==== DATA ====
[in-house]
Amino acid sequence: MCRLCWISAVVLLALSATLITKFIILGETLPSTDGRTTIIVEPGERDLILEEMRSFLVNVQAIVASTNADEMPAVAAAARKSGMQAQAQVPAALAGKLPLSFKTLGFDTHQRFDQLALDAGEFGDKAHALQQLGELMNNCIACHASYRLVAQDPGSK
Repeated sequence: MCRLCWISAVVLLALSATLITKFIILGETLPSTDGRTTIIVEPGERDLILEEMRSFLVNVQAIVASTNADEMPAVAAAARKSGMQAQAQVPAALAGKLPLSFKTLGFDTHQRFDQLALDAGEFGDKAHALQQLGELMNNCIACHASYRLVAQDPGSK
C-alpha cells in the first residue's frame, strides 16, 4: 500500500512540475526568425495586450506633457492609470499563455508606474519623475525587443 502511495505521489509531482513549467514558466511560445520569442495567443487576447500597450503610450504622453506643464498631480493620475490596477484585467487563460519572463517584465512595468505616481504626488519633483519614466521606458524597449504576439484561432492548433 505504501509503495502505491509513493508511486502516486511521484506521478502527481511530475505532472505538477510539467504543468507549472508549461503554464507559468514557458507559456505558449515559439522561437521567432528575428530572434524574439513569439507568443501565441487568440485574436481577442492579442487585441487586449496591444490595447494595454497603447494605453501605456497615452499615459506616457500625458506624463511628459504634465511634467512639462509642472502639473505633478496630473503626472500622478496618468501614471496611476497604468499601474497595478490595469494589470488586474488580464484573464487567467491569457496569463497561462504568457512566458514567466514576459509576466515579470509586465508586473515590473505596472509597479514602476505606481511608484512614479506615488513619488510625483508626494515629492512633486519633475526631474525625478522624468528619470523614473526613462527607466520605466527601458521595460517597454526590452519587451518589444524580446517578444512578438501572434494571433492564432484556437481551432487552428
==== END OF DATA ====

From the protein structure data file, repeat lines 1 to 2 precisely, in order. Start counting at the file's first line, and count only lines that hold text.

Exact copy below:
[in-house]
Amino acid sequence: MCRLCWISAVVLLALSATLITKFIILGETLPSTDGRTTIIVEPGERDLILEEMRSFLVNVQAIVASTNADEMPAVAAAARKSGMQAQAQVPAALAGKLPLSFKTLGFDTHQRFDQLALDAGEFGDKAHALQQLGELMNNCIACHASYRLVAQDPGSK